Manifest und Fat JAR

The META-INF/MANIFEST.MF file in the plugin JAR should contain the following entries:

Required. The version of Xima® Formcycle against which the plugin was compiled. This is required for Xima® Formcycle to check the compatibility when the plugin is installed.
Required. The version of the plugin, which is for example shown in the UI.
Build-Time oder Build-Timestamp
Optional. This is displayed in the UI when the plugin version is a SNAPSHOT.
Optional. This is used e.g. by the deploy plugin to identify the plugin.

You can use the maven-assembly-plugin to add these entries to the manifest.

Furthermore, it is required that you create a fat JAR. Dependencies provided by Xima® Formcycle should be declared with the scope provided, as mentioned above. However, any additional dependencies that your plugin needs must be included in the JAR file.

This can be done via the maven-assembly-plugin or via the maven-shade-plugin. The latter one is meant for advanced use cases, such as when multiple dependencies have conflicting files and you need to merge those.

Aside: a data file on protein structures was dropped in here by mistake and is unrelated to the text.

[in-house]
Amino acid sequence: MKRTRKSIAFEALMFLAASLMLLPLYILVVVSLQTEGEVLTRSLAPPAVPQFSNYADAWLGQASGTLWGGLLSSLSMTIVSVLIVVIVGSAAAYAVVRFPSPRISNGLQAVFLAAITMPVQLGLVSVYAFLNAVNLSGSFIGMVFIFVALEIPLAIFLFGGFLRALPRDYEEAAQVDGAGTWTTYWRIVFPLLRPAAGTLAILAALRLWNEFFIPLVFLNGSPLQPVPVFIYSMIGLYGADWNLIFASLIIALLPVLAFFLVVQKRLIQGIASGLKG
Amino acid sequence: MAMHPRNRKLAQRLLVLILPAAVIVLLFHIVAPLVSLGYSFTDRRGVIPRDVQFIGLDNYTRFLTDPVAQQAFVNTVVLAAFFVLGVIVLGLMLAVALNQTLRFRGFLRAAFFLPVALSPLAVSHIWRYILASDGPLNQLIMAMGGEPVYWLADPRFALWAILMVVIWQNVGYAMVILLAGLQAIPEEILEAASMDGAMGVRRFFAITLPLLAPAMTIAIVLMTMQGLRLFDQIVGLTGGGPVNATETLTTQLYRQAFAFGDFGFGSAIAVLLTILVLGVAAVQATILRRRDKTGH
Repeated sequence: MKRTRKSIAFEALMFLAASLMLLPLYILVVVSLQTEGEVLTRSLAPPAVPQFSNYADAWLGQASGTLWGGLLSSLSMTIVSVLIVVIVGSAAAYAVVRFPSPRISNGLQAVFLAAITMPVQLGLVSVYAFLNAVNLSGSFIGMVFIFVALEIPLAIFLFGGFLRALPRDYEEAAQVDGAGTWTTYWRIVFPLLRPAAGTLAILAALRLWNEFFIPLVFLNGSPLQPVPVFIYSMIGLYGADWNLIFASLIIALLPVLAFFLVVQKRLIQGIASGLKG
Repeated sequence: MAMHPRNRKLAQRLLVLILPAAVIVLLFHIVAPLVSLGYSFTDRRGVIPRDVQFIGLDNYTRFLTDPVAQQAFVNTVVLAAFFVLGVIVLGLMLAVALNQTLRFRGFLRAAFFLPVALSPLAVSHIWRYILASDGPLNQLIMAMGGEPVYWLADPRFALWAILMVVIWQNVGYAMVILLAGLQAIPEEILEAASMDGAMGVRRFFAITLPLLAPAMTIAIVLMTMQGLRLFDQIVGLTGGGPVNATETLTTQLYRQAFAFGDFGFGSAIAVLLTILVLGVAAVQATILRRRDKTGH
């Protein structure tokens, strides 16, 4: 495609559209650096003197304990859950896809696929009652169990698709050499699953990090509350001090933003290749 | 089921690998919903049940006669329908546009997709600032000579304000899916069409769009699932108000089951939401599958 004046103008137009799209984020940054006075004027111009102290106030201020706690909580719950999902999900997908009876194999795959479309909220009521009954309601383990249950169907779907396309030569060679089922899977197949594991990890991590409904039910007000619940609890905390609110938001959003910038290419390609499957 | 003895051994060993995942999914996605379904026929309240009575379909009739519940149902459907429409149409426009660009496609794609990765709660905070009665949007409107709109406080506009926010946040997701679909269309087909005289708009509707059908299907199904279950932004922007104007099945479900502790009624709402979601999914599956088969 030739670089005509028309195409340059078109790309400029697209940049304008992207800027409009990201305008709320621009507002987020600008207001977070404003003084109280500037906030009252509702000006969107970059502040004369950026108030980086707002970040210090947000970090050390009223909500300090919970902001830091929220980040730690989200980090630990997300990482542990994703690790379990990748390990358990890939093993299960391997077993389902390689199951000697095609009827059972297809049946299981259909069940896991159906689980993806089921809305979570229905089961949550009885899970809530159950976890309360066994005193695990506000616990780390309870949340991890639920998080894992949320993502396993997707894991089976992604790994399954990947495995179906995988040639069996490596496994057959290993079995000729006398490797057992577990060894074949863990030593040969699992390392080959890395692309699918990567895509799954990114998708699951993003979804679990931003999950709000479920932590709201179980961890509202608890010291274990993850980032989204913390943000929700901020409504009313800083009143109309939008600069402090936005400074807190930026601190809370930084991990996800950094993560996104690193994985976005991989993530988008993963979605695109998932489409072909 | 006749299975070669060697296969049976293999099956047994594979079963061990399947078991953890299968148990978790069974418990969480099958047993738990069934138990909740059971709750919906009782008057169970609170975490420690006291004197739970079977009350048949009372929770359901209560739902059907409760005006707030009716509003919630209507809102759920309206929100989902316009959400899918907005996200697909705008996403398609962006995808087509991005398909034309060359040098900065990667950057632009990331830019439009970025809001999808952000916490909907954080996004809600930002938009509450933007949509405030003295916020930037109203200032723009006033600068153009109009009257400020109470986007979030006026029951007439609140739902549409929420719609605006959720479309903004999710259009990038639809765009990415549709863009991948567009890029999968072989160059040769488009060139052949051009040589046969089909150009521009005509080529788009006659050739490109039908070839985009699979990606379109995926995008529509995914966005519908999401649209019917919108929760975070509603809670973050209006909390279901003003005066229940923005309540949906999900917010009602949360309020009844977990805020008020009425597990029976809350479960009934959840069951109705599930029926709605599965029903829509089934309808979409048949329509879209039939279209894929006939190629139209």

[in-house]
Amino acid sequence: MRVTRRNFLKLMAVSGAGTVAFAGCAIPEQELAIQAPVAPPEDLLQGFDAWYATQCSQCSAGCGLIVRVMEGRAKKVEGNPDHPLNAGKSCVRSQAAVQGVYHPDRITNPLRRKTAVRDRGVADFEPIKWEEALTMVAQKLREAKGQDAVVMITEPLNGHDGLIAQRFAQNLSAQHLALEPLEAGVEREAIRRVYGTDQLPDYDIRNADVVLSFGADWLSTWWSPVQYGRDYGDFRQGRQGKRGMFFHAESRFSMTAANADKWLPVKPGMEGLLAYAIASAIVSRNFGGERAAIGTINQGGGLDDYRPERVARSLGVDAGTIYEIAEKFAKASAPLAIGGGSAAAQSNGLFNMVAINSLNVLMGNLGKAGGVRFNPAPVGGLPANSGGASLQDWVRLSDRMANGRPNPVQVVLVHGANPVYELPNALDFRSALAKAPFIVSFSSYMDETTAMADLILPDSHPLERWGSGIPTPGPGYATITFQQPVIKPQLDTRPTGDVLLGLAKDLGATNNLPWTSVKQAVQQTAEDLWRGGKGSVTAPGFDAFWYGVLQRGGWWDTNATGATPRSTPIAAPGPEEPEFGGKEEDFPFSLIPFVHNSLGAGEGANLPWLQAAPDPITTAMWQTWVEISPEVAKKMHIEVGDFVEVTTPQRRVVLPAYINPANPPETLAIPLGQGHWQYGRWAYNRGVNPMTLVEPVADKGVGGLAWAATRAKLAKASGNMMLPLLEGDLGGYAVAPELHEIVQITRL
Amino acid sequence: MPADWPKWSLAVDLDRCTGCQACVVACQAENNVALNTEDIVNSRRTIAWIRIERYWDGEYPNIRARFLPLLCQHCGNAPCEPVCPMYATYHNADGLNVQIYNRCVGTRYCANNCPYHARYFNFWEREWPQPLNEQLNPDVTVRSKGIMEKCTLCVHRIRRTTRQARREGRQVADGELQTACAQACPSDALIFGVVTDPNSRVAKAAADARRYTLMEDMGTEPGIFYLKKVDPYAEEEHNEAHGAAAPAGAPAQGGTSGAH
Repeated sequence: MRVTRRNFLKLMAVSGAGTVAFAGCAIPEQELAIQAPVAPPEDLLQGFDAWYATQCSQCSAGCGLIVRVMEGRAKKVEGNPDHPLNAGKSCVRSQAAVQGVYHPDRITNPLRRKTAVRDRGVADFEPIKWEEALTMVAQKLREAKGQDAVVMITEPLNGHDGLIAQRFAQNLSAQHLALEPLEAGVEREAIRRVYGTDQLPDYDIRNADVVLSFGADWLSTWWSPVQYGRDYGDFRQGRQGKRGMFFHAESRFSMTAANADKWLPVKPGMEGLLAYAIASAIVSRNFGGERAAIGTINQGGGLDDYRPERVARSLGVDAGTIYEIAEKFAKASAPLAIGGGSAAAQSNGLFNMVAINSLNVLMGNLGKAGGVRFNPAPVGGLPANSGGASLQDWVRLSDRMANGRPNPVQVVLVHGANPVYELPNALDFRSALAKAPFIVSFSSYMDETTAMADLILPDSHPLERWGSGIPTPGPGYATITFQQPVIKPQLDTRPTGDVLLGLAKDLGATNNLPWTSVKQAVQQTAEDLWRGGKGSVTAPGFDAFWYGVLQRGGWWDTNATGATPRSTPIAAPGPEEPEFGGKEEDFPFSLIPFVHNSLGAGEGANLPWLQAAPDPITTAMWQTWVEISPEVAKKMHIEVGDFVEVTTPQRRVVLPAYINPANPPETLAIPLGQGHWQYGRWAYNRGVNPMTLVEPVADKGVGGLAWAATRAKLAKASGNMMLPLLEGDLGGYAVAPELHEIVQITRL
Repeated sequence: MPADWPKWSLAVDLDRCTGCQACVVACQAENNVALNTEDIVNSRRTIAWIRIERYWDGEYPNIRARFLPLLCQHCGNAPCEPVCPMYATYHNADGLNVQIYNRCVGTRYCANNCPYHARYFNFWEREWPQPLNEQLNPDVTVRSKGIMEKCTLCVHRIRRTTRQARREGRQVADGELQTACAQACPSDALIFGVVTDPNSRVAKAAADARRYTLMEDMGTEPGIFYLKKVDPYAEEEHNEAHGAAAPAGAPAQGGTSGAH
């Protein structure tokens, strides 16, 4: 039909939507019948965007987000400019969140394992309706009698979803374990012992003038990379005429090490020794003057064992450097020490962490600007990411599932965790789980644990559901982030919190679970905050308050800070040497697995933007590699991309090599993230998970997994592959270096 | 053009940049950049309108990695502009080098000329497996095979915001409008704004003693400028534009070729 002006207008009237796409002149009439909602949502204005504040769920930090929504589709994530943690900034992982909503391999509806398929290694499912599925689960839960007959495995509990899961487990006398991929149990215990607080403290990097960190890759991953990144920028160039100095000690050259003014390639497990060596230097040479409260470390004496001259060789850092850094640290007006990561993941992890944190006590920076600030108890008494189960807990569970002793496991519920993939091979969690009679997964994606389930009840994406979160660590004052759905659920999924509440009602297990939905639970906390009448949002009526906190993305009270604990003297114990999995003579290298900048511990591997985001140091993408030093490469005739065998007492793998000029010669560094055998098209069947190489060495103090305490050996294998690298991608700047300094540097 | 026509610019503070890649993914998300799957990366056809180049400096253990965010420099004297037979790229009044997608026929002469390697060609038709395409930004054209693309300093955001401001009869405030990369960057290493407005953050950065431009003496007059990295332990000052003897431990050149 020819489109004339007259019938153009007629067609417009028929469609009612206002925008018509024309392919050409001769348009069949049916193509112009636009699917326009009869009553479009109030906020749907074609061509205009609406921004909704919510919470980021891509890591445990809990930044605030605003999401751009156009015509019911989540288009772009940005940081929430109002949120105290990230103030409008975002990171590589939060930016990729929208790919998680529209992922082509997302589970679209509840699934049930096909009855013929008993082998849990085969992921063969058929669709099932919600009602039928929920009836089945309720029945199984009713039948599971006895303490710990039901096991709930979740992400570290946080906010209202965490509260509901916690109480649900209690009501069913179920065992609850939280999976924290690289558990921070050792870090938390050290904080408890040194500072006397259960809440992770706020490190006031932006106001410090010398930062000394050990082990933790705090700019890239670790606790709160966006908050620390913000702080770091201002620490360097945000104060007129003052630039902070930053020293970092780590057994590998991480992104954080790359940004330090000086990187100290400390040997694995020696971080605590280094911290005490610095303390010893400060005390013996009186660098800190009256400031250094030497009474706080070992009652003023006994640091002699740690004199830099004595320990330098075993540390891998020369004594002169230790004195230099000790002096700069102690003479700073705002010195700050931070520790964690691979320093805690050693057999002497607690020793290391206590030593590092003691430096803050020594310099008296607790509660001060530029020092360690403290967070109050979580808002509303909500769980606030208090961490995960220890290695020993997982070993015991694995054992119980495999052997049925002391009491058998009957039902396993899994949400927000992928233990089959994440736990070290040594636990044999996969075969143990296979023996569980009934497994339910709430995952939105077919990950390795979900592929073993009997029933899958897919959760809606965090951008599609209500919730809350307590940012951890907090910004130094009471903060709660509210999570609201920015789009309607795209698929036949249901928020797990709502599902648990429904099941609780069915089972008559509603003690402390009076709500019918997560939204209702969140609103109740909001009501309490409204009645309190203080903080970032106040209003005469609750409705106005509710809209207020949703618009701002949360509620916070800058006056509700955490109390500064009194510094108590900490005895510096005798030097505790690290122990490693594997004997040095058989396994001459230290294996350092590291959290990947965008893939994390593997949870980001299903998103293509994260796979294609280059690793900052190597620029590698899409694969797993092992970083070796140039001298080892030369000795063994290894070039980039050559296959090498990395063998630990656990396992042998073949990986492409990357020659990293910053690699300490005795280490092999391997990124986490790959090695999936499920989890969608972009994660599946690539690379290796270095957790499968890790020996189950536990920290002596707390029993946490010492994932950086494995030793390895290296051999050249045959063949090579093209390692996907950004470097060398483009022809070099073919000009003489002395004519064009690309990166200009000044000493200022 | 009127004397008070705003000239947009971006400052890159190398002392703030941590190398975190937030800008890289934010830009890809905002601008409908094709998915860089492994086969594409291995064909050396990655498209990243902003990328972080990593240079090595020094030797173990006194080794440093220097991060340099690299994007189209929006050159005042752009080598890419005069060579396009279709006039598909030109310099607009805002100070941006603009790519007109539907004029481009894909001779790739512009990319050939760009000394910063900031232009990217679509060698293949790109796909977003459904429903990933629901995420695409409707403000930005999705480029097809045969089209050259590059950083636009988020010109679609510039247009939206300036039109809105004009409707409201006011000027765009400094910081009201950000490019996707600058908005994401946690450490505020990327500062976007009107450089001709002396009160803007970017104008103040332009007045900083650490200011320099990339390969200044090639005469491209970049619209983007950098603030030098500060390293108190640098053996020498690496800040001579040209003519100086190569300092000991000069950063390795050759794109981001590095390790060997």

For many plugins, the maven-assembly-plugin is sufficient. You can configure this plugin in the pom.xml as follows:

maven-assembly-plugin in pom.xml


Build and install

In general, the command to build the plugin depends on the settings in the pom.xml. In most cases, however, the following standard command should be enough:

mvn clean install

This creates a JAR file in the target folder. You can then upload this plugin to a running Xima® Formcycle server, either as a client plugin or as a system plugin.

See the deploy plugin to upload the plugin to a running Xima® Formcycle server during the Maven build process.

See the FC server plugin for starting a simple Xima® Formcycle server.

Maven archetypes

Adding an archetype catalog in Eclipse

Selecting an archetype in Eclispe when creating a new Maven project

For some common plugin types, we provide Maven archetypes to help you get started.

If you added the XIMA artifactory to the ~/.m2/settings.xml as described above, you can create a new plugin project from an archetype via the following CLI command:

mvn archetype:generate -DarchetypeArtifactId=plugin-archetype-workflow-element-simple -DarchetypeGroupId=de.xima.fc.archetype

This prompts for a few required details such as the desired Maven coordinates of the new project, then creates a new folder in the current working directory with a preconfigured Maven project.